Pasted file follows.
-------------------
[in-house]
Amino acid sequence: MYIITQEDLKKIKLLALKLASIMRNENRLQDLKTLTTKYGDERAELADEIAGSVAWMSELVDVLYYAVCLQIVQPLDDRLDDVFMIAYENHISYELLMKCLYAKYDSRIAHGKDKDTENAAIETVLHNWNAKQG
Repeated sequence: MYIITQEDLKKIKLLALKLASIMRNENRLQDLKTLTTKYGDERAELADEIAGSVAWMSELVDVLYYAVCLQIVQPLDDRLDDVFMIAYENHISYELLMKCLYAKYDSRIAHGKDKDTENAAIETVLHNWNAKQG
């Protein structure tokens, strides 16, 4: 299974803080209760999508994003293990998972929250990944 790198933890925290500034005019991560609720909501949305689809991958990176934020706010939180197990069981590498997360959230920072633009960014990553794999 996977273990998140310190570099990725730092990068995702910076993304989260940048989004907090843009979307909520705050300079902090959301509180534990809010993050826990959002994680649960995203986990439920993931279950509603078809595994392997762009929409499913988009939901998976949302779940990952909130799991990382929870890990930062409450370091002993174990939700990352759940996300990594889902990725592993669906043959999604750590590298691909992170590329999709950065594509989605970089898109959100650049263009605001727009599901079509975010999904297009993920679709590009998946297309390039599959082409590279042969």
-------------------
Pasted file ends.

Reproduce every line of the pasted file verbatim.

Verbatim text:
[in-house]
Amino acid sequence: MYIITQEDLKKIKLLALKLASIMRNENRLQDLKTLTTKYGDERAELADEIAGSVAWMSELVDVLYYAVCLQIVQPLDDRLDDVFMIAYENHISYELLMKCLYAKYDSRIAHGKDKDTENAAIETVLHNWNAKQG
Repeated sequence: MYIITQEDLKKIKLLALKLASIMRNENRLQDLKTLTTKYGDERAELADEIAGSVAWMSELVDVLYYAVCLQIVQPLDDRLDDVFMIAYENHISYELLMKCLYAKYDSRIAHGKDKDTENAAIETVLHNWNAKQG
């Protein structure tokens, strides 16, 4: 299974803080209760999508994003293990998972929250990944 790198933890925290500034005019991560609720909501949305689809991958990176934020706010939180197990069981590498997360959230920072633009960014990553794999 996977273990998140310190570099990725730092990068995702910076993304989260940048989004907090843009979307909520705050300079902090959301509180534990809010993050826990959002994680649960995203986990439920993931279950509603078809595994392997762009929409499913988009939901998976949302779940990952909130799991990382929870890990930062409450370091002993174990939700990352759940996300990594889902990725592993669906043959999604750590590298691909992170590329999709950065594509989605970089898109959100650049263009605001727009599901079509975010999904297009993920679709590009998946297309390039599959082409590279042969």